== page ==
These personal and extreme comments, and dozens of others, became publicly known only because the nominees were required to reveal their published writings to the Senate Judiciary Committee as part of the nomination process.
However, what was unknown until recently — after these nominees answered written questions from Democratic senators — is that the Trump White House likely did not know about Schiff’s surreptitious writings until after he was nominated. Majority Leader Mitch McConnell also likely did not know about Bush’s troubling writings at the time he recommended him to the White House.
How do we know this? In responding to written questions by Sens. Whitehouse and Franken, Schiff revealed that he did not remember writing his “judicial prostitute” post until the press wrote about it on May 26–18 days after he was nominated. The Trump White House should have known about Schiff’s blog posts prior to nomination. That is how the vetting process is supposed to work.
As for Bush, in response to a written question from Franken, he stated: “I disclosed my blog posts to attorneys from the White House Counsel’s Office and Department of Justice during the judicial selection process. I do not believe it would be inappropriate for me to comment upon my communication with the Majority Leader or Senator Paul, who are not officially involved with the nomination process.” Bush’s refusal to acknowledge when he revealed his blog posts to his home-state senators strongly suggests he is hiding something. If McConnell had known about Bush’s offensive and intemperate writings, it seems unlikely he would have recommended him for a judgeship.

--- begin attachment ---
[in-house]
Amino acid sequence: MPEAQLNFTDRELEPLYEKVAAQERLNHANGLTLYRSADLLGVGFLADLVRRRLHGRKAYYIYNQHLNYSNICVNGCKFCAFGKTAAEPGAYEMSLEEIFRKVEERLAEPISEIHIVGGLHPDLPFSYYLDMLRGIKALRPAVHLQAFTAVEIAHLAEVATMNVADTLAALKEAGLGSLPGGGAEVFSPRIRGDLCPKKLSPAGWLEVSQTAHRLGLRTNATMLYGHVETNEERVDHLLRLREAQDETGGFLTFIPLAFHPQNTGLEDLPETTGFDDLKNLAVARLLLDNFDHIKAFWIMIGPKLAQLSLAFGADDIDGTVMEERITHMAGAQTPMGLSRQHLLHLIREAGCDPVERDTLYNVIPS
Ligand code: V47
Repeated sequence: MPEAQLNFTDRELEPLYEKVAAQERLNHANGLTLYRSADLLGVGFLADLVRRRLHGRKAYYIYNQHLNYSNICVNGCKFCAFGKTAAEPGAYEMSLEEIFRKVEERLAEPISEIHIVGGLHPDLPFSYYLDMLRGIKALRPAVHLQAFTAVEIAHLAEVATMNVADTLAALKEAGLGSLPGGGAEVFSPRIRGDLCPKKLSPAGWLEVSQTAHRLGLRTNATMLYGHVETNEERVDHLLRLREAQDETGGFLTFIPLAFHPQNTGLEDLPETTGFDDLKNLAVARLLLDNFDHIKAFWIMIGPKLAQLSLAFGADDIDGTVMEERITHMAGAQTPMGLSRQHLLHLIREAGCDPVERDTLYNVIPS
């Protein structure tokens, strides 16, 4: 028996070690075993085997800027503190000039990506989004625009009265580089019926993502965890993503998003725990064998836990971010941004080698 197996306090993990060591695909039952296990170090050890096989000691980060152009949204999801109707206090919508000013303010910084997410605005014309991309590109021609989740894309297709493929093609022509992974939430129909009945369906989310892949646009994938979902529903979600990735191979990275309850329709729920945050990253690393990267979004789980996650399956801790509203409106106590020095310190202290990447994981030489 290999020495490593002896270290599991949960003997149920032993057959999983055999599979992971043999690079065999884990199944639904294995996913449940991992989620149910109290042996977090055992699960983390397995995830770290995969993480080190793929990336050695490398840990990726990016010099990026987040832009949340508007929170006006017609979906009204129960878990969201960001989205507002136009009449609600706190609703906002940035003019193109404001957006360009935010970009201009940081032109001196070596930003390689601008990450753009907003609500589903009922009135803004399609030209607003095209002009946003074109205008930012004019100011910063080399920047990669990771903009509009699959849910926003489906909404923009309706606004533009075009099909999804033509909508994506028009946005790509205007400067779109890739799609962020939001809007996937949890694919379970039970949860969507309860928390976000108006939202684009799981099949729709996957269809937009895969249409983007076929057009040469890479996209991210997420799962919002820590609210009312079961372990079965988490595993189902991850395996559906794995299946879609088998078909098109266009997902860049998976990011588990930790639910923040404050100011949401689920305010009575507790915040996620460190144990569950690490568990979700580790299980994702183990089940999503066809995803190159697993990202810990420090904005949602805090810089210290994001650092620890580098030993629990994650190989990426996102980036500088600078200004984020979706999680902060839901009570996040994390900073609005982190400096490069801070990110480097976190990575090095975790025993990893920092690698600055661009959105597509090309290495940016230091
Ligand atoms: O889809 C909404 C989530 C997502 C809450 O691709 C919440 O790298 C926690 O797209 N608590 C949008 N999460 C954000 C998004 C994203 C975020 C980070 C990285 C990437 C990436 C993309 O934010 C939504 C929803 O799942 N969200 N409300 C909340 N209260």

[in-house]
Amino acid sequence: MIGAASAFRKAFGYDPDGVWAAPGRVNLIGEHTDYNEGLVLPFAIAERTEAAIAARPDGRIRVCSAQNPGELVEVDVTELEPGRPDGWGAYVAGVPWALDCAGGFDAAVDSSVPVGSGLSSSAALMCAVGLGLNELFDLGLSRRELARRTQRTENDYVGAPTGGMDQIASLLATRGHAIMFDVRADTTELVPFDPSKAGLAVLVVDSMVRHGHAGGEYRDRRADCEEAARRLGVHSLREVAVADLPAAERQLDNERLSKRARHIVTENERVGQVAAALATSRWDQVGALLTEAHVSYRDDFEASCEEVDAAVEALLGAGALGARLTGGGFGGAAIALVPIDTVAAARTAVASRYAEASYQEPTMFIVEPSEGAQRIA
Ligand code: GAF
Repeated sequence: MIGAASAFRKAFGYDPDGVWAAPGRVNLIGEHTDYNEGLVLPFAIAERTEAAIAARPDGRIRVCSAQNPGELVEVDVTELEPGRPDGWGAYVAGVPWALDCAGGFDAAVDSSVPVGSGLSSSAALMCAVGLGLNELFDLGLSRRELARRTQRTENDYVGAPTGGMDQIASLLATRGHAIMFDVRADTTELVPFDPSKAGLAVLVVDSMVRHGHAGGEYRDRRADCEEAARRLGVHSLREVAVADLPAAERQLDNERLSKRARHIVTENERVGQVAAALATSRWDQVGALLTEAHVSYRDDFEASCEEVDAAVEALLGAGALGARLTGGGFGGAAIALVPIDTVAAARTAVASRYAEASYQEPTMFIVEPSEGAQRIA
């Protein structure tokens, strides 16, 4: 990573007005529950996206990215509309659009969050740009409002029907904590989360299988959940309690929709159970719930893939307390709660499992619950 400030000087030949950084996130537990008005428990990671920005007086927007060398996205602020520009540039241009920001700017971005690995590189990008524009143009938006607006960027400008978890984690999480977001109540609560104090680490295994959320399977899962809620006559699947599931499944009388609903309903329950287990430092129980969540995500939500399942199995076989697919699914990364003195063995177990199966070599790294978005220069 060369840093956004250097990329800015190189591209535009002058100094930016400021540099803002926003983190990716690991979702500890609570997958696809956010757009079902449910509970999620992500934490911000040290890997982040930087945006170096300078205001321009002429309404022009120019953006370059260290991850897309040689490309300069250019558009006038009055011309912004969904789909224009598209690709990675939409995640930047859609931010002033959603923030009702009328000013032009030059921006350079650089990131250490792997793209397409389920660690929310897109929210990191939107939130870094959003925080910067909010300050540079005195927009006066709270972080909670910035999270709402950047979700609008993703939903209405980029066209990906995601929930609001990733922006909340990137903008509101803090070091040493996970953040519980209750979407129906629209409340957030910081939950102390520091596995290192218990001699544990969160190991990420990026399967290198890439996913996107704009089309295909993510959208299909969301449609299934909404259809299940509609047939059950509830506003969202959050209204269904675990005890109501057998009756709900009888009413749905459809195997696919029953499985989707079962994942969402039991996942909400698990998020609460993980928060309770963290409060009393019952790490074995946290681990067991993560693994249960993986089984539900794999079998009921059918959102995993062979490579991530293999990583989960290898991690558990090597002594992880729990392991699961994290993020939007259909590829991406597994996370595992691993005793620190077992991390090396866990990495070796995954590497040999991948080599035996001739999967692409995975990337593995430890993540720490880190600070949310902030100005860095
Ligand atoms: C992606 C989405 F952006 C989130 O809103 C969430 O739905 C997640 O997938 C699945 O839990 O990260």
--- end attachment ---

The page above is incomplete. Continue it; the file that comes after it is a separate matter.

Senators should demand to know whether the Bush and Schiff nominations were made without proper vetting. In its haste to beat the timetable of President George W. Bush’s first slate of judicial nominees, it seems like the Trump White House did not adequately vet the Bush and Schiff nominations. This troubling pattern for the Trump presidency is not new and has resulted in the withdrawal of Andrew Puzder, the first Labor Secretary nominee, and the withdrawal of Mark Green, the second Army Secretary nominee, not to mention Mike Flynn. But those positions are nothing compared to longer appointments to an independent branch of government. The Sixth Circuit is a lifetime appointment and the Court of Federal Claims is a 15-year term. The stakes are clearly much higher here.
Senators on both sides of the aisle have expressed discomfort with our tweeting president. Tomorrow, we will learn if 20 senators on both sides of the aisle are comfortable with anonymous bloggers who have clearly demonstrated that they are unfit to serve as impartial federal judges. The Leadership Conference urges senators to reject these two nominees.
Mike Zubrensky is chief counsel and legal director of The Leadership Conference on Civil and Human Rights. During the Obama administration, he was Deputy Assistant Attorney General and worked on judicial nominations for the Department of Justice.